social criticism

All posts tagged social criticism

My topic is YA Dystopian governments and how their actions are social criticisms of political issues today. The governments I studied and researched were those in my independent reading book, The People of Sparks. Along with the Hunger Games and Little Brother. My hypothesis states that the themes most common in YA dystopian literature as it applies specifically to the governments in each novel, reflect a real world event and showcase the debate and conflict in that issue.   Each of these social issues: Immigration, Censorship and Surveillance are explored through the themes and conflicts of dystopian governments. The social and political issue of immigration is tackled in YA dystopian literature through the theme of the manipulation of resources; censorship is tackled in YA dystopian literature through the theme of the power and control and surveillance is tackled in YA dystopian literature through the theme of theme of law order. I’m relating The People of Sparks to the social criticism as the conflict is reminiscent of the debate on immigrants today. One side says that immigrants are subjected to high danger and low skill work, where they are subjected to terrible working conditions. However, the other side believes that immigrants “distract and take resources” and therefore should work for their fair share. I see this debate in the Sparks government where one faction believes that they should care for the refugees from the city of Ember as it is the right thing to do. While the other faction counters saying that doubling the population of Sparks is unsustainable and the people of Ember must relocate. The heated debated in this dystopian government shows the DuPrau utilizes the dystopian theme of resource manipulation to bring up the social and political issue of immigration. I’m relating the book The Hunger Games to social criticism because of the theme of control and power in the media. In society today, there is a conflict between the Executive branch of government and the free press. One side claims that the media is creating fake news and is therefore sensationalizing inaccurate stories and targeting subjects with an inherent bias, while the other side believes that the Executive branch is attacking the freedom of the press by banning them from press conferences and describing work that the branch doesn’t like as “fake news” therefore trying to delegitimize the media and create a government controlled press. The conflict of censorship in The Hunger Games shows that Collins writes with a purpose and utilizes themes of the Capitol’s dystopian government to warn of the effects of censorship. While not written in the same time period as the recent administration, Collins social commentary relates to many governments throughout history and her commentary is used a tool of foreshadowing and warning. Finally, I’m relating the social issue of surveillance to the book Little Brother due to its theme of law and order. Today, the social issue of surveillance is an important and volatile topic. One side believes that surveillance is a necessary evil to protect and defend the freedoms of the American people, while the other side says that all personal freedoms are compromised and disregarded. The hyped-up surveillance in the novel was stemmed from the panic and fear in the DHS over the imminent threat of terrorism. In the same likeness, the debate of surveillance came to a climax after the events of 9/11. Author Cory Doctorow utilizes the theme of freedom and control to conduct a social criticism on the hyper vigilant government surveillance of today.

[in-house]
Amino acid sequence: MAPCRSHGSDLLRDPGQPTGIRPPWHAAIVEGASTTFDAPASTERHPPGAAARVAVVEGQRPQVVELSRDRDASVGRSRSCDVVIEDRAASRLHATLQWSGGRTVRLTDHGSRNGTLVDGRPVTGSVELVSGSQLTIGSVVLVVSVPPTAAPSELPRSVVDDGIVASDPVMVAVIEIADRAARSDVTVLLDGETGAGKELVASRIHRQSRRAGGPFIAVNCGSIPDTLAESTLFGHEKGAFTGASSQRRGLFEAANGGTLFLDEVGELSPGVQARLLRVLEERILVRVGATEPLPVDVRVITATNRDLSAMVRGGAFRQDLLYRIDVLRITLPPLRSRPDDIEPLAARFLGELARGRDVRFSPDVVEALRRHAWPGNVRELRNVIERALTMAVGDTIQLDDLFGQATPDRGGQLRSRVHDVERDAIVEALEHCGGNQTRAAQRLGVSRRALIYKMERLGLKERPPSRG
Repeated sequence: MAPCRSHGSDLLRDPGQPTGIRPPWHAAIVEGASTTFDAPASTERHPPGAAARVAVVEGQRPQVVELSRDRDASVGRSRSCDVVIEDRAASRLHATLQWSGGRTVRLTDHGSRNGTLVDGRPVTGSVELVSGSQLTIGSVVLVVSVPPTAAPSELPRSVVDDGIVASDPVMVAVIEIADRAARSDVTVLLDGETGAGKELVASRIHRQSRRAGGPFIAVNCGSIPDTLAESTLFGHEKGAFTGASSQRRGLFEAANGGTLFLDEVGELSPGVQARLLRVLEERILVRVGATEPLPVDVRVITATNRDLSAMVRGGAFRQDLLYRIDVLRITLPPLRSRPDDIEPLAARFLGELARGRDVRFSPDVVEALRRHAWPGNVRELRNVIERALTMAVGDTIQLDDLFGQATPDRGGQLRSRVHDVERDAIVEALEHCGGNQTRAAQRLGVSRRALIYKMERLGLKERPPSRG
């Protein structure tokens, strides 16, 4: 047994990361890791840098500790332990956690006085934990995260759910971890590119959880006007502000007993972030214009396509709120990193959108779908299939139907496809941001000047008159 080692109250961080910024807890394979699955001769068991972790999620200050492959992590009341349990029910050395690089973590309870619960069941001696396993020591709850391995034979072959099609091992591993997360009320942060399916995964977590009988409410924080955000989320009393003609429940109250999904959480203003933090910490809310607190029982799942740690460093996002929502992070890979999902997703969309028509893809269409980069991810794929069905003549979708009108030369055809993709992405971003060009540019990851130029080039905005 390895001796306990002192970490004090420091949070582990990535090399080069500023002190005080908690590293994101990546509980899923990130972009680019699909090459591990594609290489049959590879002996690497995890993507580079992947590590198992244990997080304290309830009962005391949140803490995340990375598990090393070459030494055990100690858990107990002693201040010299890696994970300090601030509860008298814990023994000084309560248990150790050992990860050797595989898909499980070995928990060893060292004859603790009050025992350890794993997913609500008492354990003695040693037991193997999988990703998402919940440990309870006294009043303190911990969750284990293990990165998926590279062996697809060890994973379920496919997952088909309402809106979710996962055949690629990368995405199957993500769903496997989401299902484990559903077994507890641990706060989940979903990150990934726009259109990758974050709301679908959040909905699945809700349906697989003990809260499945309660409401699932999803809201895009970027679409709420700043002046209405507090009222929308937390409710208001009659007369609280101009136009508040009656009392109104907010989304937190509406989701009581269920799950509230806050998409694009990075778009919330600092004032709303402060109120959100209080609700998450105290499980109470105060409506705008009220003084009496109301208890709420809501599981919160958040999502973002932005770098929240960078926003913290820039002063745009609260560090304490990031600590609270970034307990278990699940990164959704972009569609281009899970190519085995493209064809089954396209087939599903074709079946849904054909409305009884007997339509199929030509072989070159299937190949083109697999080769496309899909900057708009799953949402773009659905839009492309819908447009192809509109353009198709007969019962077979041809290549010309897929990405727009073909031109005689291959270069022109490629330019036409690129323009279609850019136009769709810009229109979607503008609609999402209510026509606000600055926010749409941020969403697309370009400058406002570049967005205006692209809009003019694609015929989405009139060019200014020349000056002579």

Incarceron, written by Catherine Fisher, is a YA dystopia about a world divided into two worlds. One is during the Era. The Era is basically similar to living during the 18th century. There is a hierarchy consisting of monarch, elites, and commoners. Technology, such as cell phones, computers, and even modern medicine, is banned because it is non-Era (meaning it came before the switch to the “ideal” society). The Era is set above ground in the natural world.




Opposite the Era, there is Incarceron, a giant living prison. When the kings created the Era, they took half of the population, for example the undesirables, the criminals, and the ill, and locked them in Incarceron. To the people in the Era, the prison is supposedly a paradise, and according to the elites it is. In reality though, it is a nightmarish landscape. Since the only contact between Incareron and the people in the Era is through the Warden, no one is aware of this.




One of my favorite things about dystopian literature is its criticism of a social ideal. One of the ideals being criticized in this book is “the good ol’ days,” and how even though things may have seemed perfect in the past, they are not actually perfect. Trying to recreate them, as one can see in Incarceron, creates more problems than benefits.


This criticism of social, cultural, and political ideas is present in every dystopia. Through them we can form an opinion of a piece of one’s own society or society as a whole. Sometimes this spurs within each individual a spark and one thinks “Wow, I never even thought about that before”. Or maybe the reader has thought about the criticisms but is now able to see it from a new perspective. The point is, readers are able to draw parallels between the traits of the fictional world in the dystopia and use them to critique their own society.
So how has dystopia literature influenced the views of readers? How will the criticisms of these book, particularly those brought up in YA dystopia, affect the future political and social climate?


Fisher, Catherine. Incarceron. Penguin Group, 2007.